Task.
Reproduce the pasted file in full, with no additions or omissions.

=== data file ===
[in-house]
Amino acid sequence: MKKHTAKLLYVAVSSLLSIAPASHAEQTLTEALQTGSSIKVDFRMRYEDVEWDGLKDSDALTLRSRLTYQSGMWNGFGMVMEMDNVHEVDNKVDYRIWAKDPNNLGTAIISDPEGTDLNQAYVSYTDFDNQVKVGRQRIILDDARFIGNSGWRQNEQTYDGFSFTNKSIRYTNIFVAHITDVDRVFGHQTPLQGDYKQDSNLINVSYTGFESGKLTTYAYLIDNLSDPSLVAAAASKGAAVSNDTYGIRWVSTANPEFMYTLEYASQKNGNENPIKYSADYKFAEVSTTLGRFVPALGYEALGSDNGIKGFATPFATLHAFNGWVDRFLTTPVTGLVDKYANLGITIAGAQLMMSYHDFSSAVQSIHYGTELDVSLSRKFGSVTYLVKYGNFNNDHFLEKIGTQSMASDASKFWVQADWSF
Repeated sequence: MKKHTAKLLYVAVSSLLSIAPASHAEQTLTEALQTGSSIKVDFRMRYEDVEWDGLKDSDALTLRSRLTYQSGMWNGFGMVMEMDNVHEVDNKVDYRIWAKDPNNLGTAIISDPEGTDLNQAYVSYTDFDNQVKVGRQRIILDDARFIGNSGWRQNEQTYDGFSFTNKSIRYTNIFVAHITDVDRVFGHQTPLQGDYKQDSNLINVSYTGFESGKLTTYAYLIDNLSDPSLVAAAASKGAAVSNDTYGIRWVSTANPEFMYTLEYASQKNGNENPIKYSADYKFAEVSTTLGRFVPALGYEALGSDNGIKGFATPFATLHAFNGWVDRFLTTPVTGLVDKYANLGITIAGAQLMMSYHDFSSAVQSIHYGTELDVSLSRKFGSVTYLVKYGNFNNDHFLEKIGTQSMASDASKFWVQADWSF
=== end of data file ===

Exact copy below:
[in-house]
Amino acid sequence: MKKHTAKLLYVAVSSLLSIAPASHAEQTLTEALQTGSSIKVDFRMRYEDVEWDGLKDSDALTLRSRLTYQSGMWNGFGMVMEMDNVHEVDNKVDYRIWAKDPNNLGTAIISDPEGTDLNQAYVSYTDFDNQVKVGRQRIILDDARFIGNSGWRQNEQTYDGFSFTNKSIRYTNIFVAHITDVDRVFGHQTPLQGDYKQDSNLINVSYTGFESGKLTTYAYLIDNLSDPSLVAAAASKGAAVSNDTYGIRWVSTANPEFMYTLEYASQKNGNENPIKYSADYKFAEVSTTLGRFVPALGYEALGSDNGIKGFATPFATLHAFNGWVDRFLTTPVTGLVDKYANLGITIAGAQLMMSYHDFSSAVQSIHYGTELDVSLSRKFGSVTYLVKYGNFNNDHFLEKIGTQSMASDASKFWVQADWSF
Repeated sequence: MKKHTAKLLYVAVSSLLSIAPASHAEQTLTEALQTGSSIKVDFRMRYEDVEWDGLKDSDALTLRSRLTYQSGMWNGFGMVMEMDNVHEVDNKVDYRIWAKDPNNLGTAIISDPEGTDLNQAYVSYTDFDNQVKVGRQRIILDDARFIGNSGWRQNEQTYDGFSFTNKSIRYTNIFVAHITDVDRVFGHQTPLQGDYKQDSNLINVSYTGFESGKLTTYAYLIDNLSDPSLVAAAASKGAAVSNDTYGIRWVSTANPEFMYTLEYASQKNGNENPIKYSADYKFAEVSTTLGRFVPALGYEALGSDNGIKGFATPFATLHAFNGWVDRFLTTPVTGLVDKYANLGITIAGAQLMMSYHDFSSAVQSIHYGTELDVSLSRKFGSVTYLVKYGNFNNDHFLEKIGTQSMASDASKFWVQADWSF